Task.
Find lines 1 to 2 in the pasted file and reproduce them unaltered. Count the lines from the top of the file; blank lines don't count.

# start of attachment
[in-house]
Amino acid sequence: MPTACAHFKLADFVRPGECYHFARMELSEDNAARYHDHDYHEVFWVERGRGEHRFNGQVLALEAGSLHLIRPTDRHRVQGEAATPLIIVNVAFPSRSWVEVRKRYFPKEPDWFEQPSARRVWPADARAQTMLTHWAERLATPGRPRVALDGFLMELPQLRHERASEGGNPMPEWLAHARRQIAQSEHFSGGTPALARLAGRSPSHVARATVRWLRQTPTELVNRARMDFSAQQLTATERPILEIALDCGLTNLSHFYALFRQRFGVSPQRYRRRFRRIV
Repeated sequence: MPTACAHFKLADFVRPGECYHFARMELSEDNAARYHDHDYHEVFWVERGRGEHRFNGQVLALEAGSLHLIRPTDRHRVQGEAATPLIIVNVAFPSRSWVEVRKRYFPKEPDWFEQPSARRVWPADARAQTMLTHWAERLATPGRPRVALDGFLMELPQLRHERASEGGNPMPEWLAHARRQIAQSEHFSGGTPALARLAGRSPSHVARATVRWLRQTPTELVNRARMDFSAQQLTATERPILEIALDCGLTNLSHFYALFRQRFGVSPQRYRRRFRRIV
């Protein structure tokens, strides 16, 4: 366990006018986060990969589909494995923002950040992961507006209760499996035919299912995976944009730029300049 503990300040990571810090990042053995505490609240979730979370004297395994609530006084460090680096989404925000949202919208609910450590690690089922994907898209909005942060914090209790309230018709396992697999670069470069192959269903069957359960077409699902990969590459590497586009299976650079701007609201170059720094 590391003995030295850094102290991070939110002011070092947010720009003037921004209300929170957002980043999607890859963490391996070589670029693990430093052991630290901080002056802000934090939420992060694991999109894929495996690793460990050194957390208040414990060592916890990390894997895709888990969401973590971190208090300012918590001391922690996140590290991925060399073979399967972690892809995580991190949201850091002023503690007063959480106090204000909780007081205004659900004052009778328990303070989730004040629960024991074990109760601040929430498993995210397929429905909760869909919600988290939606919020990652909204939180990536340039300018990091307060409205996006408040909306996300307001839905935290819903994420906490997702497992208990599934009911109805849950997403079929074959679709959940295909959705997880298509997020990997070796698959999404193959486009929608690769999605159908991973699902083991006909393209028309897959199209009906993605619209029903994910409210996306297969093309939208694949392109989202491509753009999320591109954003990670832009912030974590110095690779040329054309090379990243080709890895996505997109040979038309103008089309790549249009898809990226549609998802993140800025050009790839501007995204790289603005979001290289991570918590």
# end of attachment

[in-house]
Amino acid sequence: MPTACAHFKLADFVRPGECYHFARMELSEDNAARYHDHDYHEVFWVERGRGEHRFNGQVLALEAGSLHLIRPTDRHRVQGEAATPLIIVNVAFPSRSWVEVRKRYFPKEPDWFEQPSARRVWPADARAQTMLTHWAERLATPGRPRVALDGFLMELPQLRHERASEGGNPMPEWLAHARRQIAQSEHFSGGTPALARLAGRSPSHVARATVRWLRQTPTELVNRARMDFSAQQLTATERPILEIALDCGLTNLSHFYALFRQRFGVSPQRYRRRFRRIV